The government has announced a three-month review of the family courts to see whether they are effectively protecting children and parents in cases of domestic abuse and other serious offences.
The review will build on the draft Domestic Abuse Bill, published in January, and includes an open call for evidence on the efficacy of the family courts in cases where serious offences have been committed.
It will be chaired by a panel of experts, the government announced, and aims to ensure the courts work in “the explicit interest of the child”.
The review will specifically look at:
- The courts’ application of Practice Direction 12J, which relates to child arrangement cases where domestic abuse is a factor
- The courts’ use of ‘barring orders’, which prevent further applications being made without leave of the court under the Children Act 1989
- Gathering evidence of the impact on the child and victim where child contact is sought by someone alleged to have, or who has, committed domestic abuse or other relevant offences.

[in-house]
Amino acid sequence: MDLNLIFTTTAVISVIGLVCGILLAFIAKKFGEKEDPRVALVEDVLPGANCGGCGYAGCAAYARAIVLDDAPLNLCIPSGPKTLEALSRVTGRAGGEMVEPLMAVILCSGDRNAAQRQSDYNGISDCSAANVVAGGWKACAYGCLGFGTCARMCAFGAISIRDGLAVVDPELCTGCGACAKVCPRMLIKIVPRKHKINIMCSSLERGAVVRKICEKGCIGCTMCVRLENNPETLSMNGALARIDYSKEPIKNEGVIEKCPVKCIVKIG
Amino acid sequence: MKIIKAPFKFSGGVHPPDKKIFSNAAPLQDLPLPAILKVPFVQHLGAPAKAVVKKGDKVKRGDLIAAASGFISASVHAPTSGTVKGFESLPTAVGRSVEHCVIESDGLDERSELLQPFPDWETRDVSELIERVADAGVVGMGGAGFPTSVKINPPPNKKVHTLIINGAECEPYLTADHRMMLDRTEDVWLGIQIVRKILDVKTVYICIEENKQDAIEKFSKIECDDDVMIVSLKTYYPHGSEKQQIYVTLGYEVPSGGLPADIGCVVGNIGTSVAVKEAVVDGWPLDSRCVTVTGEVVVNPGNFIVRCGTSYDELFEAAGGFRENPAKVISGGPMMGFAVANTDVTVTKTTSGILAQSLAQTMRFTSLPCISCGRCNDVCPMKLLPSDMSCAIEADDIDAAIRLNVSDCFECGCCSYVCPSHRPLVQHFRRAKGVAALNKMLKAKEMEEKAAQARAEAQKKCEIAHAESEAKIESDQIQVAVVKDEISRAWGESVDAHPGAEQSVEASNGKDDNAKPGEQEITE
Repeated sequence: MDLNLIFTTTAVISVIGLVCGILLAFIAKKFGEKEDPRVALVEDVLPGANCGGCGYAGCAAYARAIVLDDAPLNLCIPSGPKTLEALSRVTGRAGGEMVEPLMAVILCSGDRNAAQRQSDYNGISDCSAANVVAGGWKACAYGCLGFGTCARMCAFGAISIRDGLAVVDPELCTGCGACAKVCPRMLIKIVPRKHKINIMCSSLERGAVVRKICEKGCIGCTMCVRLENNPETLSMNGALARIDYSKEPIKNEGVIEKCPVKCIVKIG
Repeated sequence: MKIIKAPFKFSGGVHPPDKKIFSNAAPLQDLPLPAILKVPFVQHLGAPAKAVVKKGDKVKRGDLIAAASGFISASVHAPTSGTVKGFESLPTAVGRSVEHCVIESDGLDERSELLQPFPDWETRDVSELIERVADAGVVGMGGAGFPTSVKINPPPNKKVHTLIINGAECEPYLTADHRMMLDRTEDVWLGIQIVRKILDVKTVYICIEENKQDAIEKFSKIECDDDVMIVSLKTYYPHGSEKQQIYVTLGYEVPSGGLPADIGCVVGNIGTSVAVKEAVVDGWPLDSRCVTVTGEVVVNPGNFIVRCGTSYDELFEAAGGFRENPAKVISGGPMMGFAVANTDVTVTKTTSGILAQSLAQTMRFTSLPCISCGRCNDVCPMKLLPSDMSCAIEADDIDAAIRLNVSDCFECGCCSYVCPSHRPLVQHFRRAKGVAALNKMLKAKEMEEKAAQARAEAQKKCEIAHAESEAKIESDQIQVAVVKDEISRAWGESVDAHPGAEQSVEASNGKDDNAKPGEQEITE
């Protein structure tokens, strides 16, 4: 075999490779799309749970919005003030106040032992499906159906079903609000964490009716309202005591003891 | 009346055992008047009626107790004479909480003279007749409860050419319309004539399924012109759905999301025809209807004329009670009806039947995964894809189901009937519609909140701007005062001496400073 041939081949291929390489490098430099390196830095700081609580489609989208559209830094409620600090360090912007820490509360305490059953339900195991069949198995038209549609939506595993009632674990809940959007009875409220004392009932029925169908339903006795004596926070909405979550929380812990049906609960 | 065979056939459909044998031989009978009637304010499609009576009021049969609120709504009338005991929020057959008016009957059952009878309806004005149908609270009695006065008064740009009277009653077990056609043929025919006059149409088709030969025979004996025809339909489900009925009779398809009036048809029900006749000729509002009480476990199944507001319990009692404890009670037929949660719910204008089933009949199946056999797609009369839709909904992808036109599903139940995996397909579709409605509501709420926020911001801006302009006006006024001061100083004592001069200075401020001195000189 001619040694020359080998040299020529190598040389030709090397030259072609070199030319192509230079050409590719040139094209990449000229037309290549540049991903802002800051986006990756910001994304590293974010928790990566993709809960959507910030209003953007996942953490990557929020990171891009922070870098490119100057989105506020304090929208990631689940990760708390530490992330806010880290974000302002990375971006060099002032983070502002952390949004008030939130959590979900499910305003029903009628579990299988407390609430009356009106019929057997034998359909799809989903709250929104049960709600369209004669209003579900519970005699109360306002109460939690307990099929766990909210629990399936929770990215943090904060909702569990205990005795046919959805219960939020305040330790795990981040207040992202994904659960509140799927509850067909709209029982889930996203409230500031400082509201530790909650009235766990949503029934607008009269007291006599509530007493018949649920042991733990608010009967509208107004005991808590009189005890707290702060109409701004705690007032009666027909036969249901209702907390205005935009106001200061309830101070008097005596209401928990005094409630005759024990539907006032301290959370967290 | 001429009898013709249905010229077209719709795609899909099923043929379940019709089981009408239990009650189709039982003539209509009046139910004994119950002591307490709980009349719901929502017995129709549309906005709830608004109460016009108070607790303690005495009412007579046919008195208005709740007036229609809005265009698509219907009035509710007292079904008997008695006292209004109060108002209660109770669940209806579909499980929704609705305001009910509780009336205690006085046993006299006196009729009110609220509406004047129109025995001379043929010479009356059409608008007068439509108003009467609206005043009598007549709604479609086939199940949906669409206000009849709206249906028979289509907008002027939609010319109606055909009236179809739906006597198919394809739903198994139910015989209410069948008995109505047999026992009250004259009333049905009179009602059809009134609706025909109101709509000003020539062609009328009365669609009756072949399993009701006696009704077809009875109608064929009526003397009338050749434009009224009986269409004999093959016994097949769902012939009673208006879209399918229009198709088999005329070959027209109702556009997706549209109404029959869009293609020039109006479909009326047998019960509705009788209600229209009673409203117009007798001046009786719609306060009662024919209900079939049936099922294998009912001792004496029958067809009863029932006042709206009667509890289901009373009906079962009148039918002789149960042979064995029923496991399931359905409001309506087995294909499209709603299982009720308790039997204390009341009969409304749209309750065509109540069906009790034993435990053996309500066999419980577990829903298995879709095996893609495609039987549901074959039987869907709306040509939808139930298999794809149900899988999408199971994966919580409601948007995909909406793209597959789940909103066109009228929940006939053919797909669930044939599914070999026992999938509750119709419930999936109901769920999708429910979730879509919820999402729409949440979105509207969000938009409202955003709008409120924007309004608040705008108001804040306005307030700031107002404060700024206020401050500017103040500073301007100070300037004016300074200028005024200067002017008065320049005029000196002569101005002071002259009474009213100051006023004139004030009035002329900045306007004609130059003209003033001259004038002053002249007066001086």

It comes as responses to the government’s domestic abuse consultation raised concerns around the family courts’ response to potential harm to children and victims, with calls for better protections for children and claims domestic abusers were using the court system to re-traumatise their victims.
Justice minister, Paul Maynard, said he was determined those who come through the courts are offered protection.
“This review will help us better understand victims’ experiences of the system, and make sure the family court is never used to coerce or re-traumatise those who have been abused. Its findings will be used to inform next steps so we can build on the raft of measures we have already introduced to protect victims of domestic abuse,” Maynard said.
The panel – whose members are yet to be announced but will be led by the Ministry of Justice and include senior members of the judiciary, leading academics and charities – will consider how a range of offences including rape, child abuse, assault, sexual assault, murder and other violent crimes are handled by the family courts.